Updated on 5 November 2013
Ms Nandita Singh, editor, BioSpectrum Asia
Affordable Healthcare Act also known as Obamacare is in the eye of the storm. Despite the widespread outcry, including a "government shutdown" the US is pushing ahead with this healthcare reform, even though a centralized system with government taking responsibility for healthcare delivery end-to-end, for all its citizens, is in itself an anomaly in the free market. The vision is to extend medical insurance cover to every legal resident in the US and the implementation rollout started this October.
Those who haven't followed Obamacare-related developments can read it here
This standardized medical reimbursement implementation penalizes individuals failing to buy one of the government approved medical insurance plans. The one high impact positive effect of this mega rollout is, perhaps the fact, that it will bring into existence an "information exchange mechanism" where medical databases will talk to other relevant databases and will also enable hospitals and doctors to deliver timely, collaborative care with an intricate web of physicians, hospitals, labs, employers, researchers, government and insurance companies anywhere in the US and maybe at approved hospitals outside of the US as well. This in itself will improve patient outcomes by at least 70 percent, given that most of healthcare delivery issues involve, misinformation, miscommunication and reordering of test because records are inaccessible. It is a huge market opportunity for big data analytics firms in the US and elsewhere.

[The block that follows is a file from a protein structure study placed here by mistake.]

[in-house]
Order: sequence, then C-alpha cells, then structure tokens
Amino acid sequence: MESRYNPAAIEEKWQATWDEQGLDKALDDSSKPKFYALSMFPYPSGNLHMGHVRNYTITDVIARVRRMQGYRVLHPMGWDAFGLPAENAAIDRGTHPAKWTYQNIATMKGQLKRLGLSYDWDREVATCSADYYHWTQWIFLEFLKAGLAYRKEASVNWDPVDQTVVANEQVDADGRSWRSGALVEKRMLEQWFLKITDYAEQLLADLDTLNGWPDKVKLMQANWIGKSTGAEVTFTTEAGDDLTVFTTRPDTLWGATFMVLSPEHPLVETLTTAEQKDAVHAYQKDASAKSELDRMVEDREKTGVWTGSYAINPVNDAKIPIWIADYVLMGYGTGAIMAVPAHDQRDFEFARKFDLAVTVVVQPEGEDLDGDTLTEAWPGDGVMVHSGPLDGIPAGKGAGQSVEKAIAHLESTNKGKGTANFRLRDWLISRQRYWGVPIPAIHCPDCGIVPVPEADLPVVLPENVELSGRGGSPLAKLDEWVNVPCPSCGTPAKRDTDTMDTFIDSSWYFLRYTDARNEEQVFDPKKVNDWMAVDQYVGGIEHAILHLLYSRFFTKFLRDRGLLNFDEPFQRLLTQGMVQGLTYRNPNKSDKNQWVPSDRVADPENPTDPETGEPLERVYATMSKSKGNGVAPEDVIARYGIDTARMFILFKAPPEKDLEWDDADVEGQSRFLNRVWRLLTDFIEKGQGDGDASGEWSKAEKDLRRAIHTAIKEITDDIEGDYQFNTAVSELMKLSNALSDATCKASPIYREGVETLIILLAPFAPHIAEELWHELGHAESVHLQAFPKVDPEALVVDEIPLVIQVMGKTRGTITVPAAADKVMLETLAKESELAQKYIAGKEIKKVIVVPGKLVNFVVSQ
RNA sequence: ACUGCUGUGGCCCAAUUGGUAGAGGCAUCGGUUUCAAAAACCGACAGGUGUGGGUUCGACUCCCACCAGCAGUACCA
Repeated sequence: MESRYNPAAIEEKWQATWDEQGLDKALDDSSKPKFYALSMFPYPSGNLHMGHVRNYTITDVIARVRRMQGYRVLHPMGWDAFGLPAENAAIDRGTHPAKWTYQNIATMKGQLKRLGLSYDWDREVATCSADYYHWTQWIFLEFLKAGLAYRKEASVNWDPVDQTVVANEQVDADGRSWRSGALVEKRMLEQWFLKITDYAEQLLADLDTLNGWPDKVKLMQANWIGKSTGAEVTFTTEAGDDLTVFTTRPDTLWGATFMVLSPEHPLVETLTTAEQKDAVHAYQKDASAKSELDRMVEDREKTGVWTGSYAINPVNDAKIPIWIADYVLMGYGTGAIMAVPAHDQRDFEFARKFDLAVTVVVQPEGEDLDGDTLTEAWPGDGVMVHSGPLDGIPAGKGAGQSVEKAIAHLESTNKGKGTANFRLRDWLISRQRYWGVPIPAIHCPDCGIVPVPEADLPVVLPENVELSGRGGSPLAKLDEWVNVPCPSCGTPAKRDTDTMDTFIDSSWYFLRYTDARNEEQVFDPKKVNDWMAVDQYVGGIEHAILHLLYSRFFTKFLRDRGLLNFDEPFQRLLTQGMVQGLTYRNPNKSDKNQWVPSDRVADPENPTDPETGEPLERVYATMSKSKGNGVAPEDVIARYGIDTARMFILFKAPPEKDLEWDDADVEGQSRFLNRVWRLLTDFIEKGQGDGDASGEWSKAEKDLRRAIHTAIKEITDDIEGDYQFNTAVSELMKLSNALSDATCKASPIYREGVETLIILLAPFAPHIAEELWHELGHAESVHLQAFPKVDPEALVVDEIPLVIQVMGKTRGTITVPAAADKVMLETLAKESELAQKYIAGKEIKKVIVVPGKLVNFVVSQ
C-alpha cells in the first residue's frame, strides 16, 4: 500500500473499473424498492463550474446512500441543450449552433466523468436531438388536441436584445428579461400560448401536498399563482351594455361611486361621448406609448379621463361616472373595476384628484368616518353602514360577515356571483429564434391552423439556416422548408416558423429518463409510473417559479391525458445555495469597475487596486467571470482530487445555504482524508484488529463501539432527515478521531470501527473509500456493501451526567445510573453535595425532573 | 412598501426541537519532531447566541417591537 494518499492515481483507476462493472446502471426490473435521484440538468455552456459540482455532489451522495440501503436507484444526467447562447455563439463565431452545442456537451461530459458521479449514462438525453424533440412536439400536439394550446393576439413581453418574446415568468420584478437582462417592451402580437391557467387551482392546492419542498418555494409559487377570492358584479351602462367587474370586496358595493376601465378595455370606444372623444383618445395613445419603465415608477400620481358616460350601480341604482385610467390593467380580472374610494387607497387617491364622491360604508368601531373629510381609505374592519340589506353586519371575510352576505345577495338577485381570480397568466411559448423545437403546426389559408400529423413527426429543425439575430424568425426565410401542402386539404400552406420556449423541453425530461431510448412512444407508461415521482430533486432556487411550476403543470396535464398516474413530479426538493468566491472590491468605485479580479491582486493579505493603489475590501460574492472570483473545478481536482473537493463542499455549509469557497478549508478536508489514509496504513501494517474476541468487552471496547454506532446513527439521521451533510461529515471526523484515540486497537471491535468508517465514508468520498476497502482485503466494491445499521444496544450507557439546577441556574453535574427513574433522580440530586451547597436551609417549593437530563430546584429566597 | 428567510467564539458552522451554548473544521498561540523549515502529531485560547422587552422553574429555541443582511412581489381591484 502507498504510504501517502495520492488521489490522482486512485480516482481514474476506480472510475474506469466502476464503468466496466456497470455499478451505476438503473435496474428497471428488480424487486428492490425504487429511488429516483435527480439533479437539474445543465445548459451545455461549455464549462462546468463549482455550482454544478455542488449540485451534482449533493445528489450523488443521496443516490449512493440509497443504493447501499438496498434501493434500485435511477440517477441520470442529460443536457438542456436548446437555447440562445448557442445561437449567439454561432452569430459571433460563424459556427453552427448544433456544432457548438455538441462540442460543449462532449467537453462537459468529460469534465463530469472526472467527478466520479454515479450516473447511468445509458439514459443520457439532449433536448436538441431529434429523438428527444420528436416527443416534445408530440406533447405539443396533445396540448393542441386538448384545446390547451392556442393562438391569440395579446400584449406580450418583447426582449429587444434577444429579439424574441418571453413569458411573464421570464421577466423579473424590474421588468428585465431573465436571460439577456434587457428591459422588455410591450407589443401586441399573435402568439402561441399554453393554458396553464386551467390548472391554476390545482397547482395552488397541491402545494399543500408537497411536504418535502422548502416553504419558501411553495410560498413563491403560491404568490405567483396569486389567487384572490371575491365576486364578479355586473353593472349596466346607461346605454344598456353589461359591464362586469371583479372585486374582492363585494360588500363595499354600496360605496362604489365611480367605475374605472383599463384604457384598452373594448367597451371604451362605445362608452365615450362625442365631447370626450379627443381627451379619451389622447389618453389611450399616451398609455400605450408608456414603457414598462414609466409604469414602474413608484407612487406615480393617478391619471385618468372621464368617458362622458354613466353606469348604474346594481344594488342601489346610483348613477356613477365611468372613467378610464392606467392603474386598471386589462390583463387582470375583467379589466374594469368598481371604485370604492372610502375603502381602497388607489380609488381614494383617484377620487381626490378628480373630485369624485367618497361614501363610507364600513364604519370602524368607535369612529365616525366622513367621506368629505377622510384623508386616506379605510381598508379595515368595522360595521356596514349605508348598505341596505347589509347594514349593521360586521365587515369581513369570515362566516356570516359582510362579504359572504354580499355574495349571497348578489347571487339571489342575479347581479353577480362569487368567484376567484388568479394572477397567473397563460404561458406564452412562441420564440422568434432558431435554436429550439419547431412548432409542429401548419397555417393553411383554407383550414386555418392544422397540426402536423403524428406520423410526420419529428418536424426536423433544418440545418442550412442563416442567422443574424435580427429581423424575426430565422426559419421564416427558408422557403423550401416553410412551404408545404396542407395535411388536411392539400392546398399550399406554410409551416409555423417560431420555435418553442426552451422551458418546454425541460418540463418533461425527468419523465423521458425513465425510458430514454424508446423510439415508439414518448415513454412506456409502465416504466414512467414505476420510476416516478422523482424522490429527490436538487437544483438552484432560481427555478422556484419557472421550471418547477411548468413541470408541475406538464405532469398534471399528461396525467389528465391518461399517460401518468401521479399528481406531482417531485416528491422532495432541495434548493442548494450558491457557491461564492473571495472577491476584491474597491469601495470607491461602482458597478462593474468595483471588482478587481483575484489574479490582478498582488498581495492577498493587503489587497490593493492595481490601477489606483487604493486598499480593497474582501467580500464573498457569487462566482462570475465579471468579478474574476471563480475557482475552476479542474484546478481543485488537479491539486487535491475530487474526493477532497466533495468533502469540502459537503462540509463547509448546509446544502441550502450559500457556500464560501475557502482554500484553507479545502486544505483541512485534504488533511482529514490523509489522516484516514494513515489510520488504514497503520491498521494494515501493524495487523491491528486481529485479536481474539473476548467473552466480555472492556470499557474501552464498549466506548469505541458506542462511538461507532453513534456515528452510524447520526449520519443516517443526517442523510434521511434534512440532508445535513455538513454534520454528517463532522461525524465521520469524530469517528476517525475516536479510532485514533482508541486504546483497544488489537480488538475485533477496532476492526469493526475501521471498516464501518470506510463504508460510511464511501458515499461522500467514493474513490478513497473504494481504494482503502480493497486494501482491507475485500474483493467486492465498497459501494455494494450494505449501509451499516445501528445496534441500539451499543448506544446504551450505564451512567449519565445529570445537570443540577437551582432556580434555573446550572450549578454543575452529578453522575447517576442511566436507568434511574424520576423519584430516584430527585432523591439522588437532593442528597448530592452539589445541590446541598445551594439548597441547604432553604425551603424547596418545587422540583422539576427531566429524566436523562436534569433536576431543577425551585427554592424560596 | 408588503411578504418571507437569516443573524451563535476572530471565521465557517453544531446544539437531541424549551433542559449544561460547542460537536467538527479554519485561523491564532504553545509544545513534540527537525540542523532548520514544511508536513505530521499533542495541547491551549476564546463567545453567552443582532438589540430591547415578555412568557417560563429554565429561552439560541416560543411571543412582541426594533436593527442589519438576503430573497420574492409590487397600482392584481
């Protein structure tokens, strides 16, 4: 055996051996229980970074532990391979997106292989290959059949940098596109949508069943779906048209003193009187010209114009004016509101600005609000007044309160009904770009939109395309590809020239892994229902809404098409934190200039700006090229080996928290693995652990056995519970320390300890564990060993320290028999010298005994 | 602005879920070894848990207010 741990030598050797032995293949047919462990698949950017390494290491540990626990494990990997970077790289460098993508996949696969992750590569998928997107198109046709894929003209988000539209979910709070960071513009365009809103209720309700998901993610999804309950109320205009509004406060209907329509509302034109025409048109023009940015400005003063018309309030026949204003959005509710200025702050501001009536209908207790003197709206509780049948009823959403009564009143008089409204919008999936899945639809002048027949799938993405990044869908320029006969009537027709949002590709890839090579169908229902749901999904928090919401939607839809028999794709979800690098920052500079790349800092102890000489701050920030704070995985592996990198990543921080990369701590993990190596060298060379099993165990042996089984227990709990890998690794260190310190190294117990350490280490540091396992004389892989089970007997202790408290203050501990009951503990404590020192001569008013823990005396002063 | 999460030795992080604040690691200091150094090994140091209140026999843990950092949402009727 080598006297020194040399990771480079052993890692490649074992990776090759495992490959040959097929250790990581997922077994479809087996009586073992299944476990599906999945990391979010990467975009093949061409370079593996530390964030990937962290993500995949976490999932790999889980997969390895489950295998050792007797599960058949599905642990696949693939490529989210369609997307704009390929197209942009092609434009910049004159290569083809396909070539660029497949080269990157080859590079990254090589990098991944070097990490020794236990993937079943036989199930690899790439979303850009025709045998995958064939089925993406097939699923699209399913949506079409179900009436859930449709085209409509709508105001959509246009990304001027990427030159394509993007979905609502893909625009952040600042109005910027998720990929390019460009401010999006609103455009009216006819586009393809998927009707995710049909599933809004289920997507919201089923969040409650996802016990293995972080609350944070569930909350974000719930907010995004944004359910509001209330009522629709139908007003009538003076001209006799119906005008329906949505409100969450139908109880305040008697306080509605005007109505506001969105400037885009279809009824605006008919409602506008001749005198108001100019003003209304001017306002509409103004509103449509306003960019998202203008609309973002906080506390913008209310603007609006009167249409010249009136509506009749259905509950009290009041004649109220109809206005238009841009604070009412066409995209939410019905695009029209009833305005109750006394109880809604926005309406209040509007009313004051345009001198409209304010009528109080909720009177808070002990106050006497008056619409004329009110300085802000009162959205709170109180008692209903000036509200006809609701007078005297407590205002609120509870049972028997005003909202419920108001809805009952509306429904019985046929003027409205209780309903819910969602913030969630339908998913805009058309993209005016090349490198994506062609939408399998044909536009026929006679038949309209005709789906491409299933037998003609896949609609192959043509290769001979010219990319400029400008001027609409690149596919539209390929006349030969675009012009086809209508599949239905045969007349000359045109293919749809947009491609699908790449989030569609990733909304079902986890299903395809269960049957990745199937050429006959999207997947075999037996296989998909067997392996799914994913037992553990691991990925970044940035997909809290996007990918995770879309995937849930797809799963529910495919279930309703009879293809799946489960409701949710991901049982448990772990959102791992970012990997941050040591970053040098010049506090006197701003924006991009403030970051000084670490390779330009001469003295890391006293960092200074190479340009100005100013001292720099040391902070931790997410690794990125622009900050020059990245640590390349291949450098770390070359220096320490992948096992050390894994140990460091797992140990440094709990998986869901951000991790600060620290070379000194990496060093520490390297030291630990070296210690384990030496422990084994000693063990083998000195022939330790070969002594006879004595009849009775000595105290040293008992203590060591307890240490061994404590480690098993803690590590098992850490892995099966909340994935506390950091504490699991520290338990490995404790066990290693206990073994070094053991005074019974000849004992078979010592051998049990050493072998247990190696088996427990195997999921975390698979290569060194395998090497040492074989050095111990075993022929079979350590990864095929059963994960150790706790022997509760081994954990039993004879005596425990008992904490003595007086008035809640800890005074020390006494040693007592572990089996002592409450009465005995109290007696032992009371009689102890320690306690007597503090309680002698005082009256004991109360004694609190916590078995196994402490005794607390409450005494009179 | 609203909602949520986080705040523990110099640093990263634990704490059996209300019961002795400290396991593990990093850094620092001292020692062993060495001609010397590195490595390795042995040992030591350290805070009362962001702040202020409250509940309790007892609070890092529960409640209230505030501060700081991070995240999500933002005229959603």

However, for medical devices and drug companies that intend to take their products to the US, which is a large lucrative market because of relatively high cost of healthcare, Obamacare is actually a market entry barrier. Getting into the reimbursement list of drugs will now be the "big one" in go-to-market strategy for companies from Asia. They will also have to figure out the best way to move ahead on the altered routes for market access in the US.
It is a no brainer to say that generics companies will rule. Though these Asian-origin companies mainly headquartered in India and China need to resolve their quality, and procedural compliance issues to remain in the running. The market opportunity is still there but the additional complexity in doing business added to the mix demands that all players re-strategize.
However, the real issue of what will make healthcare affordable - in the US or in the developing countries in Asia or Africa - still remains. Driving healthcare delivery efficiencies can only give more value for the dollars spent. It is unlikely to make healthcare more affordable and deliver on Obama administration's promise. Not in the near term, at least.